Depending on breed, sheep show a range of heights and weights. Their rate of growth and mature weight is a heritable trait that is often selected for in breeding.[7] Ewes typically weigh between 45 and 100 kilograms (99 and 220 lb), and rams between 45 and 160 kilograms (99 and 350 lb).[8] Mature sheep have 32 teeth. As with other ruminants, the front teeth in the lower jaw bite against a hard, toothless pad in the upper jaw. These are used to pick off vegetation, then the rear teeth grind it before it is swallowed. There are eight lower front teeth in ruminants, but there is some disagreement as to whether these are eight incisors, or six incisors and two incisor-shaped canines. This means that the dental formula for sheep is either I:0/4 C:0/0 P:3/3 M:3/3, or I:0/3 C:0/1 P:3/3 M:3/3.[9] There is a large toothless gap between the front "biting" teeth and the rear "grinding" teeth.

For the first few years of life it is possible to calculate the age of sheep from their front teeth, as a pair of milk teeth is replaced by larger adult teeth each year, the full set of eight adult front teeth being complete at about four years of age. The front teeth are then gradually lost as sheep age, making it harder for them to feed and hindering the health and productivity of the animal. For this reason, domestic sheep on normal pasture begin to slowly decline from four years on, and the average life expectancy of a sheep is 10 to 12 years, though some sheep may live as long as 20 years.[3][10][11]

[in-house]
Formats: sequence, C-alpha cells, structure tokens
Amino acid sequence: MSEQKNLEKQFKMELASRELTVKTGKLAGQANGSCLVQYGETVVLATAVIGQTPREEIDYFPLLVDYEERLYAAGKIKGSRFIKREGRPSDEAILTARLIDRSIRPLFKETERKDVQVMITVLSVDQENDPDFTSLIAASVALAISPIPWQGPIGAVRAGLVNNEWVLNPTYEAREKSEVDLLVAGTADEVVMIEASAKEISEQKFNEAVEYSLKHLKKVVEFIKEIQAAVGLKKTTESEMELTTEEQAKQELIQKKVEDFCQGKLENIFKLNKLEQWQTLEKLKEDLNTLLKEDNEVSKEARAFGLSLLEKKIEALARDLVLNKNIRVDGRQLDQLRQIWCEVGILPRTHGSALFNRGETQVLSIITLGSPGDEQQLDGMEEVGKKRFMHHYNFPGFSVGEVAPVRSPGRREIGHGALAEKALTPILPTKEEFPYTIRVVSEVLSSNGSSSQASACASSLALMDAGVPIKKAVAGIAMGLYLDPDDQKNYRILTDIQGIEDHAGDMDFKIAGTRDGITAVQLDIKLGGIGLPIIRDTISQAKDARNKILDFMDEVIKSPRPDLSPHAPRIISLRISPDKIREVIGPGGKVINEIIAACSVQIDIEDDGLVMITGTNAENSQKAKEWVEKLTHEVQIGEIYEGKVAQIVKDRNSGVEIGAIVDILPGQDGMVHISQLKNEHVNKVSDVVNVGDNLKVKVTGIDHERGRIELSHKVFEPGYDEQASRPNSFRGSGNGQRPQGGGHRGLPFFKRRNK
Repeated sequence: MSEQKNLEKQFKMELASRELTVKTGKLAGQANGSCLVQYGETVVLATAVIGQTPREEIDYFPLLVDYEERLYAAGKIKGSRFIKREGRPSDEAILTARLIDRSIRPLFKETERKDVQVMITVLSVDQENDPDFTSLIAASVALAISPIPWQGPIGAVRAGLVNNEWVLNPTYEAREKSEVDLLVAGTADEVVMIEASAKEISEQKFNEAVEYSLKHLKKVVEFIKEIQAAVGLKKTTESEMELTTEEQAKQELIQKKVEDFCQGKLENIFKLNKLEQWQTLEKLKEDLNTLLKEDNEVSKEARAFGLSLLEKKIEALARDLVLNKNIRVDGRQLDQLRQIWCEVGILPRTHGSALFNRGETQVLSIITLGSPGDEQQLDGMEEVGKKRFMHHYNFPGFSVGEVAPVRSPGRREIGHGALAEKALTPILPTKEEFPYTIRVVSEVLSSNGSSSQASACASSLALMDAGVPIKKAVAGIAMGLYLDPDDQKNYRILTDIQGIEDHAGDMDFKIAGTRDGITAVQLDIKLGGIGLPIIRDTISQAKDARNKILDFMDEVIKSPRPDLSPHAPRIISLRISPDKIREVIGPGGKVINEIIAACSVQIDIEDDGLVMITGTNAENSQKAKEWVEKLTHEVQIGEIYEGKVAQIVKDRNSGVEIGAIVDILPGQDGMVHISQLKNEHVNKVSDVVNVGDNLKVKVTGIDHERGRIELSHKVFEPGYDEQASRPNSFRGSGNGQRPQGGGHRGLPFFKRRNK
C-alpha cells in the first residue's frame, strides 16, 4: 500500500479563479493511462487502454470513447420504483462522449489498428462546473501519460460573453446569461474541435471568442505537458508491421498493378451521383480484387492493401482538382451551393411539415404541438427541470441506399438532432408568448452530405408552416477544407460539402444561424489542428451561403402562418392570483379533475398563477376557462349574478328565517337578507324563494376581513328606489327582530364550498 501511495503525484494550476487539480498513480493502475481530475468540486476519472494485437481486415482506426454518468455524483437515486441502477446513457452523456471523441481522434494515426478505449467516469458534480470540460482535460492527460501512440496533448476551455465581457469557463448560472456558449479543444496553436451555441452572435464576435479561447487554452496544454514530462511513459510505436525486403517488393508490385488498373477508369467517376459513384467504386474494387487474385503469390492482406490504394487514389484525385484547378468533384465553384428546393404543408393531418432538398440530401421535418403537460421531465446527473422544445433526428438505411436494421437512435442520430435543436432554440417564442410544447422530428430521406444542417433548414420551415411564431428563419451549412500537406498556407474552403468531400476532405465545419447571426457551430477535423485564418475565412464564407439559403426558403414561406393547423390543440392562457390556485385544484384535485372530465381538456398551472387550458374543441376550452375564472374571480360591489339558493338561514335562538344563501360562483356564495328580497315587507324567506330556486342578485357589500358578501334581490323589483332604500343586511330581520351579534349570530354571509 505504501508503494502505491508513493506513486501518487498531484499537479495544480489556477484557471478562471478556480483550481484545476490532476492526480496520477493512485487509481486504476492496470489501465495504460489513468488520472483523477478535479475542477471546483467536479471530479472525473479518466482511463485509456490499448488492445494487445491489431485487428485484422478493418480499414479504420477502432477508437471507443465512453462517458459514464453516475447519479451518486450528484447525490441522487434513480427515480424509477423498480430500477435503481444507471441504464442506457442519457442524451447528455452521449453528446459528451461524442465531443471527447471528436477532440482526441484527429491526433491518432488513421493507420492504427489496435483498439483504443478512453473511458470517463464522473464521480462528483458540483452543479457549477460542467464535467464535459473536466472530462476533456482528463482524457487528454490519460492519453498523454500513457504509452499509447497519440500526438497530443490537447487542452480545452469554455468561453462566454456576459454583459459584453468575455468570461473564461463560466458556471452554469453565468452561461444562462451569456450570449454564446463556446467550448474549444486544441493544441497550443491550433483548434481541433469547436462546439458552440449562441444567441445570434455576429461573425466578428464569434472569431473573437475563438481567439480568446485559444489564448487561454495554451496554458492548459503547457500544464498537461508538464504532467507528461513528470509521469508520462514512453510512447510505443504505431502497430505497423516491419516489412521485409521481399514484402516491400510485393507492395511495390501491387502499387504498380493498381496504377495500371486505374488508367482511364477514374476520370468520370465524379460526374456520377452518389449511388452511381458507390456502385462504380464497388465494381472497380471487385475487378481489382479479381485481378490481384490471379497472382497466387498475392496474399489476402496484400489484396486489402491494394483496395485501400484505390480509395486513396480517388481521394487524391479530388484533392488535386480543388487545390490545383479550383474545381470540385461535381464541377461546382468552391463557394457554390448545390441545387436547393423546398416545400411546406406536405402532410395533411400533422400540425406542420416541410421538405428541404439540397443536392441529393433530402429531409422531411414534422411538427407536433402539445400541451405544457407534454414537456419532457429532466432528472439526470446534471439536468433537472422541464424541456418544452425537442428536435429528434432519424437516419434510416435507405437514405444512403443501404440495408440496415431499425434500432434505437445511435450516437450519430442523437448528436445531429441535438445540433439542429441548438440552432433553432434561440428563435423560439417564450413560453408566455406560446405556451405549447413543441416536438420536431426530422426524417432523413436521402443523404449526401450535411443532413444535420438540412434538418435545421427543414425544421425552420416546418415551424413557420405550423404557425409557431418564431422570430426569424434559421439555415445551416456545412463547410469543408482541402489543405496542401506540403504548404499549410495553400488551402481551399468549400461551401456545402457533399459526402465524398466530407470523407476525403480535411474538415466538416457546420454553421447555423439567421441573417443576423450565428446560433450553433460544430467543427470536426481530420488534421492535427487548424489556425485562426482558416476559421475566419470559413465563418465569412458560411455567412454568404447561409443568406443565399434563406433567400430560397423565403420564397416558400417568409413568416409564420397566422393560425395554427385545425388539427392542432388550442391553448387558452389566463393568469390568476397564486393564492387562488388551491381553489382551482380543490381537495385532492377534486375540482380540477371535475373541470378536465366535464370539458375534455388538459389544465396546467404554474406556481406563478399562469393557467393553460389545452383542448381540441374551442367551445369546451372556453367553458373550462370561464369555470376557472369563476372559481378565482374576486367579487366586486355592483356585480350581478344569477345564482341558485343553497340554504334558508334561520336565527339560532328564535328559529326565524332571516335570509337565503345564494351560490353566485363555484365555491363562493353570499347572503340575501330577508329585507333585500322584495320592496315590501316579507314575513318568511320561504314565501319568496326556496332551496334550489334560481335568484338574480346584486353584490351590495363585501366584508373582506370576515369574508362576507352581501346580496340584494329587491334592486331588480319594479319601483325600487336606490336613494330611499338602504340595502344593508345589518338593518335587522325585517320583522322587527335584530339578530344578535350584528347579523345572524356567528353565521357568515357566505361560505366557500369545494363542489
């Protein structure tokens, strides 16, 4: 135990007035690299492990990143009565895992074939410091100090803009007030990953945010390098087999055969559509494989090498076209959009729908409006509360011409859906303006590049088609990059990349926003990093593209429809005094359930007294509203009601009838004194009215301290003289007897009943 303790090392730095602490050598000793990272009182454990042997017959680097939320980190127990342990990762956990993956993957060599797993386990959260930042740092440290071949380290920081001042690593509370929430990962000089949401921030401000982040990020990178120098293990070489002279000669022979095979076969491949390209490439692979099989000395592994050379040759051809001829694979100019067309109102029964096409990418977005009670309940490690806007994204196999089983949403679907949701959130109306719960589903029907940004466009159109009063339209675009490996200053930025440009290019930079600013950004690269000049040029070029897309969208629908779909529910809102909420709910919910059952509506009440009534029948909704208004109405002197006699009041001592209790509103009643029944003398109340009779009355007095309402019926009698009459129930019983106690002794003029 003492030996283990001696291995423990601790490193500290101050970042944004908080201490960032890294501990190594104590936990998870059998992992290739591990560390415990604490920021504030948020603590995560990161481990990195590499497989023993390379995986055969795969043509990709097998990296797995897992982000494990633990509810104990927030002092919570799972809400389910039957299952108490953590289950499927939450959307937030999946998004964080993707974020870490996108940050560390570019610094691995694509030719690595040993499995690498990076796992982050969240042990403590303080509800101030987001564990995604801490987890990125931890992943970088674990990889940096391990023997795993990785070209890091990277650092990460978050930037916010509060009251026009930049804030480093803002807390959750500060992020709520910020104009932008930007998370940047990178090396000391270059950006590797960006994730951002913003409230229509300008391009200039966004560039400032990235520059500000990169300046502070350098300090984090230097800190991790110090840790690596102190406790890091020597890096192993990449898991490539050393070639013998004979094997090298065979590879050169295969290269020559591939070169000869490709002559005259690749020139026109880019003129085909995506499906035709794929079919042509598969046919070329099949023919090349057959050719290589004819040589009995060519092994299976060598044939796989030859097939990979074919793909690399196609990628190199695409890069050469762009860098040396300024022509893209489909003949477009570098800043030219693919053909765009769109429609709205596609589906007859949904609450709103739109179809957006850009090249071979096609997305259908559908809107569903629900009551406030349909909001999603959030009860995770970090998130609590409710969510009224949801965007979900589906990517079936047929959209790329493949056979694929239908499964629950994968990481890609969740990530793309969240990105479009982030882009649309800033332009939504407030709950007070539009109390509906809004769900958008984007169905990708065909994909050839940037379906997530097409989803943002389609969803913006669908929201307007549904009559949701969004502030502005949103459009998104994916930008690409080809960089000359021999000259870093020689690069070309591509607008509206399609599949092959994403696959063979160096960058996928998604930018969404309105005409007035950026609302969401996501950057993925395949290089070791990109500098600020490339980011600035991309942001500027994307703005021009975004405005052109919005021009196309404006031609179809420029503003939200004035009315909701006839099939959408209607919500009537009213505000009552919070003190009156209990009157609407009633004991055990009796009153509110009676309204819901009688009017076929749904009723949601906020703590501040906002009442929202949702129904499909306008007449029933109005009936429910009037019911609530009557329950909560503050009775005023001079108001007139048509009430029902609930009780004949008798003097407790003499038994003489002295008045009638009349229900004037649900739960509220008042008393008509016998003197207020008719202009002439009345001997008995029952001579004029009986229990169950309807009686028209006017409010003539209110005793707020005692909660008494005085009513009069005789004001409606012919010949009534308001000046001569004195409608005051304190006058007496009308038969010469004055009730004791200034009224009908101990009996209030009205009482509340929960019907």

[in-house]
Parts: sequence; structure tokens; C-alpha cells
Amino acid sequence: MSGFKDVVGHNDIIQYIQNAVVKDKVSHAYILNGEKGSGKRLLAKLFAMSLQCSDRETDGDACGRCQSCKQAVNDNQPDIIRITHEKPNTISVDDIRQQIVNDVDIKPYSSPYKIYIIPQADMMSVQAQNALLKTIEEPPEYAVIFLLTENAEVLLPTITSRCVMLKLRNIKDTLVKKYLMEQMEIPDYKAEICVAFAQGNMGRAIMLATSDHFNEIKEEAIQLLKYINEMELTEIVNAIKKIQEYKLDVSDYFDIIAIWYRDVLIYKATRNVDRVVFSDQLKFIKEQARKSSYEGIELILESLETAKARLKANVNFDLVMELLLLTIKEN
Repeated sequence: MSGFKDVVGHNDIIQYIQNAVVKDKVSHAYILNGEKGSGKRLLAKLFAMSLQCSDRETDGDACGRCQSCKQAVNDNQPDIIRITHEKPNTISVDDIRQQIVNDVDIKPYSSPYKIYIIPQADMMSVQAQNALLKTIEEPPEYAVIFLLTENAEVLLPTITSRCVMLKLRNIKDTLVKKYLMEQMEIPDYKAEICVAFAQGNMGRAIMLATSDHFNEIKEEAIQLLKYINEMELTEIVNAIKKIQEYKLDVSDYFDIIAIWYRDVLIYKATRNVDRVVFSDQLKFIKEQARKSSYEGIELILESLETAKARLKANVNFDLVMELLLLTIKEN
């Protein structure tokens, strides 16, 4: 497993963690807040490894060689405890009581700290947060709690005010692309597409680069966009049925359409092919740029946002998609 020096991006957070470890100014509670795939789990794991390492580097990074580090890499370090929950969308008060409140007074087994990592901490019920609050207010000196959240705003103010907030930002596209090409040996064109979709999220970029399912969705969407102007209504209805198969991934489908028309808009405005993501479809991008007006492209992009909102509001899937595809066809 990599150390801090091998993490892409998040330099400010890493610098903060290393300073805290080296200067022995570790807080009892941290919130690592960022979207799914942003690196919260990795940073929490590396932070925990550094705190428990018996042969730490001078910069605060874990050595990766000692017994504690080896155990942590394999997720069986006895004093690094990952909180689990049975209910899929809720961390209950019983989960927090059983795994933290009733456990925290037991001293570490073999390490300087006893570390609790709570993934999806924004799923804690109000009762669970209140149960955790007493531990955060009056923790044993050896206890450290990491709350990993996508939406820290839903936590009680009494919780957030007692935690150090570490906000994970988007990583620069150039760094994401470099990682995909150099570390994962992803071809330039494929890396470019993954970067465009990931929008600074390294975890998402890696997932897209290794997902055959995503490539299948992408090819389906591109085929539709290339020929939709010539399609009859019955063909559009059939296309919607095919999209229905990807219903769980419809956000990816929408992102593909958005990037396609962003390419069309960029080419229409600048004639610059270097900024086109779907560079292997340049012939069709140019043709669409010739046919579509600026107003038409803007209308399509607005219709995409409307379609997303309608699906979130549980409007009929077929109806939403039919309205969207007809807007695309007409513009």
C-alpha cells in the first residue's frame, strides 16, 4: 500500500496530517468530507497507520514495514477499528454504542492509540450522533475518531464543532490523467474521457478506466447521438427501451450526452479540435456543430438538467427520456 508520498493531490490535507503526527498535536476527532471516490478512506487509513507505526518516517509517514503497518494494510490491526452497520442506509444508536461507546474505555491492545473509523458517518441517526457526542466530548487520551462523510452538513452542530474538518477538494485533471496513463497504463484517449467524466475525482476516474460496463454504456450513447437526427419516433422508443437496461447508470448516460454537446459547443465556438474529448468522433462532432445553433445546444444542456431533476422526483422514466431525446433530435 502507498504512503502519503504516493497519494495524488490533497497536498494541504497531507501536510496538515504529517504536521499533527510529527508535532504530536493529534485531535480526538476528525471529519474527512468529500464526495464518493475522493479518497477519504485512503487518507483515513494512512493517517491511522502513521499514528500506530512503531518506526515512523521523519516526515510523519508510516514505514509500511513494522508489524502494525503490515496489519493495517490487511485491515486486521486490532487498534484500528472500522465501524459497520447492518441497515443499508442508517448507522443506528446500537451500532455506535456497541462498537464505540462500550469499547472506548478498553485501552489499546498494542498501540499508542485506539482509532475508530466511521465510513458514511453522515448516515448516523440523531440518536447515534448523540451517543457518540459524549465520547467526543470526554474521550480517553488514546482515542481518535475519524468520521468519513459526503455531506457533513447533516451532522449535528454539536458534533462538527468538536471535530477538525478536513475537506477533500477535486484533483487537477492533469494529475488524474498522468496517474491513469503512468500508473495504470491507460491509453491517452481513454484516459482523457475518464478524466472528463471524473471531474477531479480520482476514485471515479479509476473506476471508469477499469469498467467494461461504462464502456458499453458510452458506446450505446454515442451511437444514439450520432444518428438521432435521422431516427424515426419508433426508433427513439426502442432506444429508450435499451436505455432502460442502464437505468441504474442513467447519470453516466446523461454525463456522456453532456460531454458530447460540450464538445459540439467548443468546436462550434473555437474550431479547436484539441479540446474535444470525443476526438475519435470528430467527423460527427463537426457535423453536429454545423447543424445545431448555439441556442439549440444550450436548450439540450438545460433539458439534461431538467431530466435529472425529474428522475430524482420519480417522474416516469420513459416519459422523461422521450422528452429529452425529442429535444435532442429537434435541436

Sheep have good hearing, and are sensitive to noise when being handled.[12] Sheep have horizontal slit-shaped pupils, possessing excellent peripheral vision; with visual fields of approximately 270° to 320°, sheep can see behind themselves without turning their heads.[6][13] However, sheep have poor depth perception; shadows and dips in the ground may cause sheep to baulk. In general, sheep have a tendency to move out of the dark and into well-lit areas,[14] and prefer to move uphill when disturbed. Sheep also have an excellent sense of smell, and, like all species of their genus, have scent glands just in front of the eyes, and interdigitally on the feet. The purpose of these glands is uncertain,[15] but those on the face may be used in breeding behaviors.[7] The foot glands might also be related to reproduction,[7] but alternative reasons, such as secretion of a waste product or a scent marker to help lost sheep find their flock, have also been proposed.[15]